# Prove the orthogonal matrix with determinant 1 is a rotation

Let's define "preserve orientation" in the following way (I am not sure it is right, pls point out if there is something wrong):

For a linear transformation, we only need to check non-parallel vectors, because parallel vectors naturally come out parallel under linear transformation.

A rotation is a transformation that preserves length, angle and orientation. Any transformation preserves length and angle must preserves the dot product, and by then it is a linear transformation, and the transformation matrix has to be orthogonal by definition & properties of orthogonal matrix.

Now my question is how to prove a rotation is exactly the orthogonal matrix of determinant 1, i.e. only such orthogonal matrix with determinant 1 preserves orientation?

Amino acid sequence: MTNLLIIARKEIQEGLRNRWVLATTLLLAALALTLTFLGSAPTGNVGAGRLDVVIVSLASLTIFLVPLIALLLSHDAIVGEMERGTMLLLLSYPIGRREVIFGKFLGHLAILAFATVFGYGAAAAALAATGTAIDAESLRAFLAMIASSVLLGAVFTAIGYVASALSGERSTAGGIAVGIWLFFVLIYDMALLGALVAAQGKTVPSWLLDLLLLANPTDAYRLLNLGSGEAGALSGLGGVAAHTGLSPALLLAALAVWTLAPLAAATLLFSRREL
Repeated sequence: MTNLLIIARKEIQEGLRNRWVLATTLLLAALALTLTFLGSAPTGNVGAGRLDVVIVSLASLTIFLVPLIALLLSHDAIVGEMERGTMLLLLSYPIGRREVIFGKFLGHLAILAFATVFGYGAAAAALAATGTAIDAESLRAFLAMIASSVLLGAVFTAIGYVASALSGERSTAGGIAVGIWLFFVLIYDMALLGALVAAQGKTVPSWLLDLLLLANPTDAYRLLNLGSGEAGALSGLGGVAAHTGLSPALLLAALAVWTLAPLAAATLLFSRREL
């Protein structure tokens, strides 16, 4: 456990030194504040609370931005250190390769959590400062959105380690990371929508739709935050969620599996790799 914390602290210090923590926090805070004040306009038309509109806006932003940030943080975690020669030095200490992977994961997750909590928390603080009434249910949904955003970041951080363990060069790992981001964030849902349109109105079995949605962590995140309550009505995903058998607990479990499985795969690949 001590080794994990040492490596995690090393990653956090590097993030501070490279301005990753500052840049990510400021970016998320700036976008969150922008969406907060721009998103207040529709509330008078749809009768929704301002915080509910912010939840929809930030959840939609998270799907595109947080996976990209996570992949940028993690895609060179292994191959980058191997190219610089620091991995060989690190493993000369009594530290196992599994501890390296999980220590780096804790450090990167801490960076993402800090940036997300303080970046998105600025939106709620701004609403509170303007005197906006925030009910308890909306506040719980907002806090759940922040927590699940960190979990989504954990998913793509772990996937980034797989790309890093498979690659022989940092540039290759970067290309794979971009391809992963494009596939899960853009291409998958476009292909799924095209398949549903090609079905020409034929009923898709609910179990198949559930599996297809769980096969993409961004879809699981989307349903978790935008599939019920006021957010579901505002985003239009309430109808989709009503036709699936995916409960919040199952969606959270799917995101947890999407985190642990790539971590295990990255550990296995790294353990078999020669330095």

I have a wild guess that a linear transformation $\bf T$ preserves orientation iff it has positive determinant, so we immediately have the above claim. But I don't know how to show it. This is a wild guess and very likely to be wrong. Thank you for you guys' help!

For the case where it's over $\mathbb R^2$ it's quite trivial. The images of $e_x$ and $e_y$ is the columns of the matrix. According to the requirement these has to be of unit length and orthogonal - therefor we have the requirement that the matrix has to be orthonormal.
In addition to preserve orientation we have that the images of $e_y$ has to be the image of $e_x$ rotated $\pi/2$ counter clock wise (given positively oriented coordinate system). That is if the image of $e_x$ is $(u,v)$ the image of $e_y$ has to be $(-v, u)$ which means that the matrix will have positive determinant.